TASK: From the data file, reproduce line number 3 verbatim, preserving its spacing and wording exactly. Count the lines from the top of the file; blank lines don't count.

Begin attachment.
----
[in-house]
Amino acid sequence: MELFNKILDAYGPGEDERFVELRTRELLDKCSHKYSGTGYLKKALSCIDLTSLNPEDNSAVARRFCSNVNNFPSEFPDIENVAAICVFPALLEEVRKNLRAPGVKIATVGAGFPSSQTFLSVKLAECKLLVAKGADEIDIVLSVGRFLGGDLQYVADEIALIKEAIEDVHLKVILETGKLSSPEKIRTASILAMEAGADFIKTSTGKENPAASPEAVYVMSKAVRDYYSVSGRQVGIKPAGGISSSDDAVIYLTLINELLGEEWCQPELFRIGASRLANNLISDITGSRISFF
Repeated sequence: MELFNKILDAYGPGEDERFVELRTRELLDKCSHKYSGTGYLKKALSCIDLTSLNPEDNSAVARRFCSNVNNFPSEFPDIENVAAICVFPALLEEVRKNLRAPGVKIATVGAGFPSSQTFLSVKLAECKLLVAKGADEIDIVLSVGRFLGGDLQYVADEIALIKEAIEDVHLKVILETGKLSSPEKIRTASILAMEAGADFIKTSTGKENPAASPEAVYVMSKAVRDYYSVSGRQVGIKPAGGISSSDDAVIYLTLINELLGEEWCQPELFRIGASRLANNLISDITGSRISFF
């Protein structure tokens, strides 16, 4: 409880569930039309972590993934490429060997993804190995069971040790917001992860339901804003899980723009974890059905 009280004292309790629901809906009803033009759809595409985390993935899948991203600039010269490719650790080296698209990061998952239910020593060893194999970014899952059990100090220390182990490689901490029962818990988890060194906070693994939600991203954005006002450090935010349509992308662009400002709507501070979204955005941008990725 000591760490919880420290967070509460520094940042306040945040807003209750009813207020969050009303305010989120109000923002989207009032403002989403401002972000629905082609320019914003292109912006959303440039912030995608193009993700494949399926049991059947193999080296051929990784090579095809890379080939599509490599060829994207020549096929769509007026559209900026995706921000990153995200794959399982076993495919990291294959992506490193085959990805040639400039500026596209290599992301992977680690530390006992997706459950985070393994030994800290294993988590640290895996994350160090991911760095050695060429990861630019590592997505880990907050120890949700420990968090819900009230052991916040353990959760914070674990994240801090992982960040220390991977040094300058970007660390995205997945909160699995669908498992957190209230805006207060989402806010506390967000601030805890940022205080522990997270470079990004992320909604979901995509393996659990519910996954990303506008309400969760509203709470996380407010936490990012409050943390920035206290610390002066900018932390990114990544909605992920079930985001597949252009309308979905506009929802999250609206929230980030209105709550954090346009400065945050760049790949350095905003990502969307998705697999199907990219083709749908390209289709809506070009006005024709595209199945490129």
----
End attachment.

Repeated sequence: MELFNKILDAYGPGEDERFVELRTRELLDKCSHKYSGTGYLKKALSCIDLTSLNPEDNSAVARRFCSNVNNFPSEFPDIENVAAICVFPALLEEVRKNLRAPGVKIATVGAGFPSSQTFLSVKLAECKLLVAKGADEIDIVLSVGRFLGGDLQYVADEIALIKEAIEDVHLKVILETGKLSSPEKIRTASILAMEAGADFIKTSTGKENPAASPEAVYVMSKAVRDYYSVSGRQVGIKPAGGISSSDDAVIYLTLINELLGEEWCQPELFRIGASRLANNLISDITGSRISFF